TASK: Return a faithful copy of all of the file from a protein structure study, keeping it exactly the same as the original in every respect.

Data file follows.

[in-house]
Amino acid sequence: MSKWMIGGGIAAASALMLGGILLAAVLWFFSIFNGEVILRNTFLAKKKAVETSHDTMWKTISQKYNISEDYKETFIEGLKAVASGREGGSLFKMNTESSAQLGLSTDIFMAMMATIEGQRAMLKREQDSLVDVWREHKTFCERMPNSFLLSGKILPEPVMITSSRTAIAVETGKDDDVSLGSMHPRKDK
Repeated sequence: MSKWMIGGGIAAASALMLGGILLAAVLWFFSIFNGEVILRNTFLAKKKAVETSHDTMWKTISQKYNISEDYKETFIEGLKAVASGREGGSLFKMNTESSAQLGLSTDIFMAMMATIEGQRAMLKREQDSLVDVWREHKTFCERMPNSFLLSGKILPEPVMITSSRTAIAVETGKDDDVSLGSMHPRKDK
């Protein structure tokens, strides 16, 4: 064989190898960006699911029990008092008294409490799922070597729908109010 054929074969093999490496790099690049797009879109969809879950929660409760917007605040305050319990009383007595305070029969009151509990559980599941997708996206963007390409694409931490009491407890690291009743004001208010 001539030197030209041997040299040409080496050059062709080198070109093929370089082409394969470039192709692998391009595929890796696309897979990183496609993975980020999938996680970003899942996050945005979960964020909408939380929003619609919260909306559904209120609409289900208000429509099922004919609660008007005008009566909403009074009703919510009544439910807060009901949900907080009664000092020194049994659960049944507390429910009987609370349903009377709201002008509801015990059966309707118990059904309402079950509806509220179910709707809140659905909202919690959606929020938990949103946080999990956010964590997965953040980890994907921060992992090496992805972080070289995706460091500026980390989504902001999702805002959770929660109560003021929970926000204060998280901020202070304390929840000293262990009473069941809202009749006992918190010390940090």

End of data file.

[in-house]
Amino acid sequence: MSKWMIGGGIAAASALMLGGILLAAVLWFFSIFNGEVILRNTFLAKKKAVETSHDTMWKTISQKYNISEDYKETFIEGLKAVASGREGGSLFKMNTESSAQLGLSTDIFMAMMATIEGQRAMLKREQDSLVDVWREHKTFCERMPNSFLLSGKILPEPVMITSSRTAIAVETGKDDDVSLGSMHPRKDK
Repeated sequence: MSKWMIGGGIAAASALMLGGILLAAVLWFFSIFNGEVILRNTFLAKKKAVETSHDTMWKTISQKYNISEDYKETFIEGLKAVASGREGGSLFKMNTESSAQLGLSTDIFMAMMATIEGQRAMLKREQDSLVDVWREHKTFCERMPNSFLLSGKILPEPVMITSSRTAIAVETGKDDDVSLGSMHPRKDK
């Protein structure tokens, strides 16, 4: 064989190898960006699911029990008092008294409490799922070597729908109010 054929074969093999490496790099690049797009879109969809879950929660409760917007605040305050319990009383007595305070029969009151509990559980599941997708996206963007390409694409931490009491407890690291009743004001208010 001539030197030209041997040299040409080496050059062709080198070109093929370089082409394969470039192709692998391009595929890796696309897979990183496609993975980020999938996680970003899942996050945005979960964020909408939380929003619609919260909306559904209120609409289900208000429509099922004919609660008007005008009566909403009074009703919510009544439910807060009901949900907080009664000092020194049994659960049944507390429910009987609370349903009377709201002008509801015990059966309707118990059904309402079950509806509220179910709707809140659905909202919690959606929020938990949103946080999990956010964590997965953040980890994907921060992992090496992805972080070289995706460091500026980390989504902001999702805002959770929660109560003021929970926000204060998280901020202070304390929840000293262990009473069941809202009749006992918190010390940090």